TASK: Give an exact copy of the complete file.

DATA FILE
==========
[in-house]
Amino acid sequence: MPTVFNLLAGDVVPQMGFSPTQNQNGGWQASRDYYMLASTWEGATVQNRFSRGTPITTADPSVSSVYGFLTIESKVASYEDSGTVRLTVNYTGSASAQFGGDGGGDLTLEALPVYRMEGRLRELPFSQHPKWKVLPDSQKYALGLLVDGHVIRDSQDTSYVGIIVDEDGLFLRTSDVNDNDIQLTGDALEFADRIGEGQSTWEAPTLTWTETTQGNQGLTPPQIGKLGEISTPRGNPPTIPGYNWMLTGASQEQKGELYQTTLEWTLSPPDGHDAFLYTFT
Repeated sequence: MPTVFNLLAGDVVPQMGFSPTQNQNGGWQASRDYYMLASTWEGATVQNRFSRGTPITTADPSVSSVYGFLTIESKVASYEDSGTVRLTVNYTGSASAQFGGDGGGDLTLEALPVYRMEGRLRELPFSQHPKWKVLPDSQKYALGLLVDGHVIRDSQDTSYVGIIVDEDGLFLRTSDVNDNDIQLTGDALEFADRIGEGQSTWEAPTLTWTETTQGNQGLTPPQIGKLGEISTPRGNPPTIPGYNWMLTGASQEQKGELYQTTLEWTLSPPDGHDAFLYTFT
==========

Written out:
[in-house]
Amino acid sequence: MPTVFNLLAGDVVPQMGFSPTQNQNGGWQASRDYYMLASTWEGATVQNRFSRGTPITTADPSVSSVYGFLTIESKVASYEDSGTVRLTVNYTGSASAQFGGDGGGDLTLEALPVYRMEGRLRELPFSQHPKWKVLPDSQKYALGLLVDGHVIRDSQDTSYVGIIVDEDGLFLRTSDVNDNDIQLTGDALEFADRIGEGQSTWEAPTLTWTETTQGNQGLTPPQIGKLGEISTPRGNPPTIPGYNWMLTGASQEQKGELYQTTLEWTLSPPDGHDAFLYTFT
Repeated sequence: MPTVFNLLAGDVVPQMGFSPTQNQNGGWQASRDYYMLASTWEGATVQNRFSRGTPITTADPSVSSVYGFLTIESKVASYEDSGTVRLTVNYTGSASAQFGGDGGGDLTLEALPVYRMEGRLRELPFSQHPKWKVLPDSQKYALGLLVDGHVIRDSQDTSYVGIIVDEDGLFLRTSDVNDNDIQLTGDALEFADRIGEGQSTWEAPTLTWTETTQGNQGLTPPQIGKLGEISTPRGNPPTIPGYNWMLTGASQEQKGELYQTTLEWTLSPPDGHDAFLYTFT